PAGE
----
In October 2008 we went to Blackpool for the illuminations. The hotel we stayed in was nice, but the room - with an under-size bed and views of a shed through a small, bird poo-covered window - was terrible. So I wrote them a letter of complaint and was offered a free two night stay in one of the upgraded rooms at the hotel.
We returned to Blackpool over the February half term period. The room was much nicer – with a spa bath – but that’s not really important for the story.

In February Blackpool can be very, very cold. And windy. And a bit rainy.

And during half term 2009 Blackpool was indeed very, very cold. And windy. And a bit rainy.

We wanted shelter from the weather so went into the arcade at the bottom top part of the pier attached to the land. We played on the Donkey Derby, rolling our balls into little holes to make our donkeys move. I won the first race (it was a cold day in February, there wasn’t much competition) and was awarded a cheap, slightly odd-looking teddy bear.
Emma won the second race and was awarded a cheap, slightly odd-looking teddy bear. Emma won the third race and was awarded a cheap, slightly odd-looking teddy bear.

Then, the man running the stall – I like to think of him as The Donkey Master - asked if we wanted to swap our three cheap, slightly odd-looking teddy bears for a Remy from the Ratatouille film.

This was the first time we had been away since owning a digital camera. So Emma was taking a picture of the Tower. I held Remy up in front of the camera so that Remy would appear, unexpectedly in the picture. I believe that the kids these days call that ‘photo-bombing’.

That was a significant moment. The next place we sought shelter from the weather was in a pub. The longer we stayed in the pub the more we thought it was a good idea to take pictures of Remy. So we took a lot.

Then Remy started coming everywhere with us. And he appeared in all of our photos. At first this was a bit embarrassing, especially in what are considered child friendly places. I was worried about being thought of as ‘the strange man in the zoo with a teddy bear’ so we tried to be discreet.

As we took more and more photos, though, it became normal.

I created a facebook group for Remy to upload his photos to. But then Facebook changed the was groups work so I had to set him up with his own account.

I made a video with a lot of Remy’s early pictures on.

When we went to San Francisco we were the only people taking pictures of a stuffed rat with the Golden Gate Bridge in the background (We were the only people full stop taking pictures of the Oakland Bay Bridge that we confused with Golden Gate).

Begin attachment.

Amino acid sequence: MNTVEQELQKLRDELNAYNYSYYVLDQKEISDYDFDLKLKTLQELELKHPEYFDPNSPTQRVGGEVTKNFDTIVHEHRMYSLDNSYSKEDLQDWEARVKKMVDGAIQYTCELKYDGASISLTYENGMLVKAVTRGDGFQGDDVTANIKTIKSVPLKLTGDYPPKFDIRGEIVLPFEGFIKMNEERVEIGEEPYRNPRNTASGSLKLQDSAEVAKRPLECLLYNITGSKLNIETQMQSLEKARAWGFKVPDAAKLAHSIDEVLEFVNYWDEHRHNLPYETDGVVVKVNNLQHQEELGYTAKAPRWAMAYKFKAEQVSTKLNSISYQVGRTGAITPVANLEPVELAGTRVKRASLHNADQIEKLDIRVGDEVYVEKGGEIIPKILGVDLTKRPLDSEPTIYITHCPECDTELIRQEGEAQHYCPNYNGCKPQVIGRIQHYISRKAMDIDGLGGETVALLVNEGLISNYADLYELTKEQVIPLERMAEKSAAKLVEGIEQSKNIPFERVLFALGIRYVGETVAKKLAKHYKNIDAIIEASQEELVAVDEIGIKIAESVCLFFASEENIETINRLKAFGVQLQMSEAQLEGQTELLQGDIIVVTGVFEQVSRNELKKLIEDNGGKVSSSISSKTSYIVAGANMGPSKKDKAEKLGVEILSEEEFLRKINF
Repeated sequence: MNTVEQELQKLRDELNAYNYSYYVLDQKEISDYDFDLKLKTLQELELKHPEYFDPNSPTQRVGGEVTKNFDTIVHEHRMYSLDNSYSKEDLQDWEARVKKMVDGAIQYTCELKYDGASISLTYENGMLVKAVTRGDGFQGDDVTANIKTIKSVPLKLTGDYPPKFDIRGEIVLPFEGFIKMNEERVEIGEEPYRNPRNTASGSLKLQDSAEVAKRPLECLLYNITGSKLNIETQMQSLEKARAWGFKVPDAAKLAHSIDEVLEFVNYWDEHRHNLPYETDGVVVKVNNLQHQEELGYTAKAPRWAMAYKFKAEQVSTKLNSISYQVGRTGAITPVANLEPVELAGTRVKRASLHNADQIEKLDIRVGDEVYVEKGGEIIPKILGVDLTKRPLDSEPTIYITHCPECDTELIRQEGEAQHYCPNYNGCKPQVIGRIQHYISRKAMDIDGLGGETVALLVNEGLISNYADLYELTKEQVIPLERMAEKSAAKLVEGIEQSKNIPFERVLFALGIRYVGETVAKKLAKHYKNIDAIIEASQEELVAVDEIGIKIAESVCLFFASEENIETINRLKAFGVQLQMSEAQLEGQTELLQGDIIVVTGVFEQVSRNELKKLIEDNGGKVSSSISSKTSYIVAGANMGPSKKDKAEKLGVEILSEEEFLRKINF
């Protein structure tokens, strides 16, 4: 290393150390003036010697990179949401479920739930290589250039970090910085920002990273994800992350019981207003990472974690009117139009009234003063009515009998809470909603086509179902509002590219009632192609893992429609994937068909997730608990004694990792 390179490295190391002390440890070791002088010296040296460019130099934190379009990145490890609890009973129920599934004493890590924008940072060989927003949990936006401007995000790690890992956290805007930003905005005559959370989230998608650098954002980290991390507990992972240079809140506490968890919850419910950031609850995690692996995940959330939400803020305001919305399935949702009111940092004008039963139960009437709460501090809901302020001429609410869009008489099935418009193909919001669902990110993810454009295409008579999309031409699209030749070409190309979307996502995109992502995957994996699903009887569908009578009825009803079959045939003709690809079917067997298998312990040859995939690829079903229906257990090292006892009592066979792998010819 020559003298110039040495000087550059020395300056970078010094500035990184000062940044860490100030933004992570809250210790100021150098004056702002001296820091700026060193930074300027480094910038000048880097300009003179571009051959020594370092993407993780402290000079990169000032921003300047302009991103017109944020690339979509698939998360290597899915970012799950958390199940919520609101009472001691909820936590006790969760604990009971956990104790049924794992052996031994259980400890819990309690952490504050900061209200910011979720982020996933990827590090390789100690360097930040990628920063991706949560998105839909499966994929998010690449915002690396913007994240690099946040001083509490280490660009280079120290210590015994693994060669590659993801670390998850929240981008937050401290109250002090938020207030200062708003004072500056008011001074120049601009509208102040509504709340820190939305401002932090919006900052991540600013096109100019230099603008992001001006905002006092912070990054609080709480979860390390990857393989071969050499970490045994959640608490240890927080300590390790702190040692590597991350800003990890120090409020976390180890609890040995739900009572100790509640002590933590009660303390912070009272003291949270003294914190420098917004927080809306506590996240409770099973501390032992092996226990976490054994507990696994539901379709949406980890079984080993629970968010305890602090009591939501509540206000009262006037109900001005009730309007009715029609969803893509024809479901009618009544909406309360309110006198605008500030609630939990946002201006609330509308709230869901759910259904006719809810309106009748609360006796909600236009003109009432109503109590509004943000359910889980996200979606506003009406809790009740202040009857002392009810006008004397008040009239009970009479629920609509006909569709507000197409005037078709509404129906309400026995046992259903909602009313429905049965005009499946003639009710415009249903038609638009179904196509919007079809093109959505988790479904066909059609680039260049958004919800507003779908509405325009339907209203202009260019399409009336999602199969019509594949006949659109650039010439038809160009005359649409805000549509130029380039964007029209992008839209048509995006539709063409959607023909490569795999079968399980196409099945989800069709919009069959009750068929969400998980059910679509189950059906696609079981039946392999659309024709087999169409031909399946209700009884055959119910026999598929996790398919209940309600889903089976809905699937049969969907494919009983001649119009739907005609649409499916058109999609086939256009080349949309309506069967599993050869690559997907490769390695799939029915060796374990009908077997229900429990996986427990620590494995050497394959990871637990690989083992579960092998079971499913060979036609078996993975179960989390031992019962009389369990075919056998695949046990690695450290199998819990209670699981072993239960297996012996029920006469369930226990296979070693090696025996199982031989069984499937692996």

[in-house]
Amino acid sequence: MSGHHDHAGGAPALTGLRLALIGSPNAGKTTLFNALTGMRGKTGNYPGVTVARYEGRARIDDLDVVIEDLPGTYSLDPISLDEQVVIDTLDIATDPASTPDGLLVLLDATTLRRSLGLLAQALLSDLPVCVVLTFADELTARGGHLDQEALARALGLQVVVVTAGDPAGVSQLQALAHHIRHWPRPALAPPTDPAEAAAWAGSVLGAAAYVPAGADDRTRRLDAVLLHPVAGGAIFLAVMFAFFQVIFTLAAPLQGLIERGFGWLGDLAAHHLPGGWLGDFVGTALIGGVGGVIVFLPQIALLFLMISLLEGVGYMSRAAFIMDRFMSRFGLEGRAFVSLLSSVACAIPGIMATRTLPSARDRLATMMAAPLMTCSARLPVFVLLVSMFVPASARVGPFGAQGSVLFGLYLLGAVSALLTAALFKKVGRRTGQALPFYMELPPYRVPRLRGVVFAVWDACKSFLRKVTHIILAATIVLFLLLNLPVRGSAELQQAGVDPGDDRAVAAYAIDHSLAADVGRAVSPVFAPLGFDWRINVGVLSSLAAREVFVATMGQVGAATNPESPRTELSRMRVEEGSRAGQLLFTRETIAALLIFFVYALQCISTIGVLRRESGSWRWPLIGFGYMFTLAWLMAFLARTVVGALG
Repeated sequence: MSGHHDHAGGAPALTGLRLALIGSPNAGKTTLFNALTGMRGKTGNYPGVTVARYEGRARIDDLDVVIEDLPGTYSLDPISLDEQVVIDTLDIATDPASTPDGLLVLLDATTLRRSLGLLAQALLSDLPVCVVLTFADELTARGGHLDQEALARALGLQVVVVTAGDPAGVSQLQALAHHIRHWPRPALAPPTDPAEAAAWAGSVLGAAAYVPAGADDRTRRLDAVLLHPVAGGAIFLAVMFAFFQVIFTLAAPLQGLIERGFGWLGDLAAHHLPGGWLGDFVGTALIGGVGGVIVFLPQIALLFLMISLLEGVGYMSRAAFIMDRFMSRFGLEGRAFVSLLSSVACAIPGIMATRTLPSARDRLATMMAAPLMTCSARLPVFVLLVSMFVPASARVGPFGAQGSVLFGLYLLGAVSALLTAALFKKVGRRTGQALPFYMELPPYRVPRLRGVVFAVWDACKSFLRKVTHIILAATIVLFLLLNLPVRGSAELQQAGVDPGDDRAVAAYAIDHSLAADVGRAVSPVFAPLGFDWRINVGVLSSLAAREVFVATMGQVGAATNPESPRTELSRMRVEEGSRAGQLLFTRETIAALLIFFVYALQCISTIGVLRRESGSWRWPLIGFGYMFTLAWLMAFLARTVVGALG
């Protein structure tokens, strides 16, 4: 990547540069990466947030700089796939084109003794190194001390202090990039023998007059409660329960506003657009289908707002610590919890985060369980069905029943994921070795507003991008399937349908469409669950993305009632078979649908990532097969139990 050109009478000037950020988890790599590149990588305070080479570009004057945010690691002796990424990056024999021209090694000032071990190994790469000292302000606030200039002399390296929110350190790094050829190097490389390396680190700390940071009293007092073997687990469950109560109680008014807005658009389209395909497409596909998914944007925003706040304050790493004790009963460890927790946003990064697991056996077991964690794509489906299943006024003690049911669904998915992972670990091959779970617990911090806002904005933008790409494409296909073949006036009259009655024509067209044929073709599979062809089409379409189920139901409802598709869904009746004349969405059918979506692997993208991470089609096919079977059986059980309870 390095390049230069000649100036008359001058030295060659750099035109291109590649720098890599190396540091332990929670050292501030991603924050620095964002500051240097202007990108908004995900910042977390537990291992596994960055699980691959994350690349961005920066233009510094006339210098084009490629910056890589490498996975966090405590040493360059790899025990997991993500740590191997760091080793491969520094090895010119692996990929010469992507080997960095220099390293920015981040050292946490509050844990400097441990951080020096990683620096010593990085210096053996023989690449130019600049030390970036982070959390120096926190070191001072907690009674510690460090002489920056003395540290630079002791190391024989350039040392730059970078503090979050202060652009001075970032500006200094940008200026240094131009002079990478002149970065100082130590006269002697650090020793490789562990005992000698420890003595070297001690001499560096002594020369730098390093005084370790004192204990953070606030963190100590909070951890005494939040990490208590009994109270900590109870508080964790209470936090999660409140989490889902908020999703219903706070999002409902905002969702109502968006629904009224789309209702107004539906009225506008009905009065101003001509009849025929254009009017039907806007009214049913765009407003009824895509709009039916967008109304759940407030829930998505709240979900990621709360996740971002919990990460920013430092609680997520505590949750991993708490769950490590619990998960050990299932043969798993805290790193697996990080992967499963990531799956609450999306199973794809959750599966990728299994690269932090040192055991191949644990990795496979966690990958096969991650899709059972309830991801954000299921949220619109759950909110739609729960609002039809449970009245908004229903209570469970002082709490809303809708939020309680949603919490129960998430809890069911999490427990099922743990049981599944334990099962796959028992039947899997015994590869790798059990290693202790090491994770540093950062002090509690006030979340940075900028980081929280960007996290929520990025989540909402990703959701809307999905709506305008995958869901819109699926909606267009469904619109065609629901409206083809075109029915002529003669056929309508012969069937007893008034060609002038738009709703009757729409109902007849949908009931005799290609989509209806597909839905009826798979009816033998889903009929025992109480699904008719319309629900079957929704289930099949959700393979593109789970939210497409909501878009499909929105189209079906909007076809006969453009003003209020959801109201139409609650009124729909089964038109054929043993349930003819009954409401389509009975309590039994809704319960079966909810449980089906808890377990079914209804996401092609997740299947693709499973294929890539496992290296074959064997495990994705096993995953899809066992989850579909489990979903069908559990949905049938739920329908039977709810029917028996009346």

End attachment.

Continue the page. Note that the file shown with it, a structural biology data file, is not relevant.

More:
Ahead of a trip to Dublin we got to Prestatyn and thought we had left him in Daventry. We considered rushing back to get him before our ferry, and thought about ways of photo-shopping pictures when we got home. But then he turned up in a bag.

In Tenerife we got so drunk one night we couldn’t remember how we had got back to the hotel from the bar we were in. We traced our steps the next morning by following the landmarks in Remy’s pictures on the camera.

Remy was in most of our wedding pictures and was at the births of both of our children, but didn’t see any of the yucky bits. 

That’s when things started to change for poor Remy. We went to fewer different places once we had a child. That meant fewer photo opportunities for Remy. So I’ve been thinking of some new things for him to do. The first of these is re-making some of the great works of liteRATure, such as “The Curious Incident of the Rat in the Nightime” and  “The Lion The Rat and The Wardrobe”.

The pictures taken whilst Remy was on a tour of the libra(t)ry are here.

Baby 2

I got an unusual Christmas present this year. 

We were booked in on Christmas Eve for a Caesarean. My parents came down a couple of days beforehand because they were babysitting Sparrow for us.

Emma was told that she wasn’t allowed to eat anything after 10pm the night before

We were still hoping that things would happen earlier, even as Emma was eating her last meal. But nothing happened. So, we got ourselves ready and arrived in the maternity ward before 7:30 on Christmas Eve morning. Then the waiting started.

There were four people booked in for sections that day. Whenever we asked we were told that the order of the operations hadn’t been finalised. It became apparent  - when everyone else went in – that that was just because no one wanted to tell us we were last.

I had to get dressed in Surgical Scrubs. The blue pants were very comfortable. And I had a hair net to wear. Which stuck like Velcro to the stubble on the small area of my head where hair grows.